Winners So Far
08.02.13 5:15 PM ET
Peace Talks Play Well at the Israeli Polls
The newest poll in Israel after the start of talks between Israelis and Palestinians is out. The Smith survey, reported in Globes, gives Likud 33 seats (up from 31). It also gives Labor 18 mandates (up from 15), Meretz 10 (up from 6), and Shas 11 (the same as it currently holds). The Hebrew version of the story adds that Jewish Home gained one mandate, from 12 to 13.
The obvious takeaway is that the Israeli public is very interested in peace talks; support for parties seen as promoting or talking about them do best. This tracks with recent polls giving parties on the left more seats than they have right now, and it supports the argument that domestic politics in Israel are conducive to a sustained push at genuine negotiations. Coming after the burst of discussion about a national referendum on a final peace treaty, the results are also in line with analysis that the population supports both a referendum and a “yes” outcome.
The survey also has Yesh Atid dropping from 19 to 14 seats. This, too, matches other recent polls. It’s partly the result of public dissatisfaction with Yair Lapid’s role as Finance Minister, which is to be expected under contemporary financial constraints. But it also reflects the historical trend in Israel of new third or centrist parties shining in the moment of a single election and then fading as the glamor wears off. Its voters are moving (back) to Labor and Likud as their traditional role at the center of the political system reasserts itself.
That Likud and Jewish Home gain, however minimally, is also an indication that the Israeli public isn’t going to suddenly tilt completely left in the hawkish-dovish sense. Contrary to popular assumption, the Israeli public doesn’t vote in elections only on the peace process or foreign policy. The political constellation is dotted with a range of parties representing different interests, with overlap between them.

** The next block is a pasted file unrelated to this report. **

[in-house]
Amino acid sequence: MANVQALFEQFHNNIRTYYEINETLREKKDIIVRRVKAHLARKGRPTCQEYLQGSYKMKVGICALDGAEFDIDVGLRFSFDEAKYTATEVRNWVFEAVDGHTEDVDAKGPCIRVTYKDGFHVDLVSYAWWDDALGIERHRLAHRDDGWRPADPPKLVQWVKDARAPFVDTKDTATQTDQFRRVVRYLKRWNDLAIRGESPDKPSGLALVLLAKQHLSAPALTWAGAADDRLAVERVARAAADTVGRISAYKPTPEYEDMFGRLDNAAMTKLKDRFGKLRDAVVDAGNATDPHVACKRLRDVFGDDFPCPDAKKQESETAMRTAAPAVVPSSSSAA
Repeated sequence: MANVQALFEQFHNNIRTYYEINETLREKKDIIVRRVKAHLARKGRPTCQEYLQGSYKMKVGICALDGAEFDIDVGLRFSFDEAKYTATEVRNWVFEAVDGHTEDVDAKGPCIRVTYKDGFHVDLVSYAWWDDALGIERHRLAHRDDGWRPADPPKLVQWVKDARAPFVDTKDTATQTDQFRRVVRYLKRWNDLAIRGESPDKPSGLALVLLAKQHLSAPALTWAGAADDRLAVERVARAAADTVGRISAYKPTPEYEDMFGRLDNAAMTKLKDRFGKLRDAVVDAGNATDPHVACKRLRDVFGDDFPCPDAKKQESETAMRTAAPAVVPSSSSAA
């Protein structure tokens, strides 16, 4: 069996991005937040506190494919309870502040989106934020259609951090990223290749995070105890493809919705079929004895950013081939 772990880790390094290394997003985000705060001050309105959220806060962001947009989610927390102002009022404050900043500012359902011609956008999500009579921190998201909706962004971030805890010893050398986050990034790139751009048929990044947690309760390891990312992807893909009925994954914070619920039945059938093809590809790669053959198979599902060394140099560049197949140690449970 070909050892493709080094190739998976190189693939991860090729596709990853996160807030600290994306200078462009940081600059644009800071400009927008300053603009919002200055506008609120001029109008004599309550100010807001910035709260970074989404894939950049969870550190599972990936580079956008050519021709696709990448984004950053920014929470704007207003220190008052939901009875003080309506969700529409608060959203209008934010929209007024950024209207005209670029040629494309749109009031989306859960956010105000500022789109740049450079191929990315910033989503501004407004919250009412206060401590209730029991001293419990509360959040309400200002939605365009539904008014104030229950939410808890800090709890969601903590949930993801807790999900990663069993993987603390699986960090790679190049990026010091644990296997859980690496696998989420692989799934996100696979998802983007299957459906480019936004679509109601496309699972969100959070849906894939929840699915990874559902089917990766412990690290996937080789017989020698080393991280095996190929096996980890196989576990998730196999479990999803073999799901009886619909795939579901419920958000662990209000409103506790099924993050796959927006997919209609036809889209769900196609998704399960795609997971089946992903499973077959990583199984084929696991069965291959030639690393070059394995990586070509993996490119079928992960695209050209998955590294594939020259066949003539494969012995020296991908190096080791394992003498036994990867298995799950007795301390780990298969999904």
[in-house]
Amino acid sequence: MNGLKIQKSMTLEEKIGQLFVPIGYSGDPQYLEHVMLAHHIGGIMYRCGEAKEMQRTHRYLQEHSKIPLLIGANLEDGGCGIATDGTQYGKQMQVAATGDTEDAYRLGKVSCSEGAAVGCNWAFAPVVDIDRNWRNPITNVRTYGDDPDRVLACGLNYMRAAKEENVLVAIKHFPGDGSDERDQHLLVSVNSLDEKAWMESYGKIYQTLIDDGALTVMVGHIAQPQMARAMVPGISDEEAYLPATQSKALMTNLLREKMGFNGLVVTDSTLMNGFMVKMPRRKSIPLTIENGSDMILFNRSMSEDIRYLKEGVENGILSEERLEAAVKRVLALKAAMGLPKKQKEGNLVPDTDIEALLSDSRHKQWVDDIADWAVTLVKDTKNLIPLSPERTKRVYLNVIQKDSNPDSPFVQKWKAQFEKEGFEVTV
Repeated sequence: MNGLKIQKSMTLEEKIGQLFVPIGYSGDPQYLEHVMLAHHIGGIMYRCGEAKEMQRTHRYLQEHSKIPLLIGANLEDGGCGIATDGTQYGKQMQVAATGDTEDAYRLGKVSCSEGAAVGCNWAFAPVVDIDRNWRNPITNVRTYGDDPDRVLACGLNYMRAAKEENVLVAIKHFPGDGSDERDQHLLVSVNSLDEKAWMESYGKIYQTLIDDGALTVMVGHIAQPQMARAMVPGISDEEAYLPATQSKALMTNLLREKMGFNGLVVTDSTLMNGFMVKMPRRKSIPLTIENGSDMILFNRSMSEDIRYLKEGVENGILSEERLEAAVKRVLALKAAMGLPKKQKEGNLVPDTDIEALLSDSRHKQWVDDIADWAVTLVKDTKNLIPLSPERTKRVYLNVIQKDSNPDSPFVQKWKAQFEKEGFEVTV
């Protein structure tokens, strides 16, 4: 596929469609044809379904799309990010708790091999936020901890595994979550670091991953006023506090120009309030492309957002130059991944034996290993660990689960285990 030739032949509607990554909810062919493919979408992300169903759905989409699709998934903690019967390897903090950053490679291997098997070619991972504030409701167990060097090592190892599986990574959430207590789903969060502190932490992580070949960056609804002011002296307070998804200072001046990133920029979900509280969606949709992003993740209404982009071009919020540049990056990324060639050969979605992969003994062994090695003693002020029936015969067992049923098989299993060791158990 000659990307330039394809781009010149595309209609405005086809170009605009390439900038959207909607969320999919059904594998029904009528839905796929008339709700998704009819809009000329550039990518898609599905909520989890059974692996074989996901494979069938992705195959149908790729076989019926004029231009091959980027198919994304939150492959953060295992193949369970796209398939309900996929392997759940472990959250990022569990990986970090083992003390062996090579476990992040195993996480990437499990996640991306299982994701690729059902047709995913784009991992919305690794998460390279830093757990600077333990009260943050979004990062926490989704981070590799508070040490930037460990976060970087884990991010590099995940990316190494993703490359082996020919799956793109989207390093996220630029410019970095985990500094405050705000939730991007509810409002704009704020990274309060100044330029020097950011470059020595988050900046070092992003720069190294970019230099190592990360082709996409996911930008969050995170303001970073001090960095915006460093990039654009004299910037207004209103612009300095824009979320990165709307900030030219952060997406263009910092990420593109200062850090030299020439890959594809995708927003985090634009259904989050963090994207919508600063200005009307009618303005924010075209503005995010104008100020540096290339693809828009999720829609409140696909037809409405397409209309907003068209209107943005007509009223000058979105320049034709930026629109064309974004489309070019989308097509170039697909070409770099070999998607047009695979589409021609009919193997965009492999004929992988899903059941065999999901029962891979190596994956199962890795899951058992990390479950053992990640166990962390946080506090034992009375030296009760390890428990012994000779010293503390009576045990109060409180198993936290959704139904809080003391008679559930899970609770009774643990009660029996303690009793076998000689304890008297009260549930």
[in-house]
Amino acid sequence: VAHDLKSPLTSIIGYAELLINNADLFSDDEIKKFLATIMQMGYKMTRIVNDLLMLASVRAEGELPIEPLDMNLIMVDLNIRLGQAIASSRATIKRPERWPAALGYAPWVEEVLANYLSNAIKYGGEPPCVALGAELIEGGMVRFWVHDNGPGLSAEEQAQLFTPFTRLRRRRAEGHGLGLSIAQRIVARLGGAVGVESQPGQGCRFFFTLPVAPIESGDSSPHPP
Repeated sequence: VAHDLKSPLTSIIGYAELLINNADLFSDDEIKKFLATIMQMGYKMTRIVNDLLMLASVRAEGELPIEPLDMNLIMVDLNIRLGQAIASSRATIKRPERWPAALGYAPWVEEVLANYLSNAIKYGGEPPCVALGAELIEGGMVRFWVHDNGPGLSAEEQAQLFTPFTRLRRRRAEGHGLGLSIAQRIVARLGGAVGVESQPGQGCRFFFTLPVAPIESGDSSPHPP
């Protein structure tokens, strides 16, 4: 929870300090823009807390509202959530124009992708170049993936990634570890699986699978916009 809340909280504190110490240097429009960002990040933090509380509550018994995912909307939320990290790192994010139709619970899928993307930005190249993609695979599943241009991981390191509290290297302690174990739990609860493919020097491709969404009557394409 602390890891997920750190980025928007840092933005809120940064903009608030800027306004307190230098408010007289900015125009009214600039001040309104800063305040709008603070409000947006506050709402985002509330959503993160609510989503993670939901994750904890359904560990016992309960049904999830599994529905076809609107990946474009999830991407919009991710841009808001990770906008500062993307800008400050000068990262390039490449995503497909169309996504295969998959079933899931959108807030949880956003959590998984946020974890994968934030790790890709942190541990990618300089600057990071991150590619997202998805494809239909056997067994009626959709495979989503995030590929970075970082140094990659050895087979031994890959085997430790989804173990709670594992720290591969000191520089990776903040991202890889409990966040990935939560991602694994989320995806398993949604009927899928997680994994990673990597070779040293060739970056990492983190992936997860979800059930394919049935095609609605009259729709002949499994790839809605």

Votes for Likud and Jewish Home represent many things, including belief that Benjamin Netanyahu is the best candidate for prime minister; a preference for a market-oriented economy; a belief that the parties best reflect a growing traditionalism among the Jewish public; a strong connection to Zionism and to the state; and a desire to see some changes (however vaguely conceptualized they are at the public level) to the nature of haredi involvement in the state’s activities.
The gains to leftist and rightist parties, then, reflect the broadness of public opinion in Israeli politics, and the complex interactions between various issues. The peace talks are, at the moment, dominating the public conversation, but Israelis vote on more than just that issue.
The next poll can certainly shift the numbers around, but we can’t analytically escape the Israeli desire for some balance between left and right, anchored by the Likud and Labor parties. This has been evident since at least 1977. While both parties have at times looked as though they might even disappear, it’s clear the population isn’t ready for that just yet.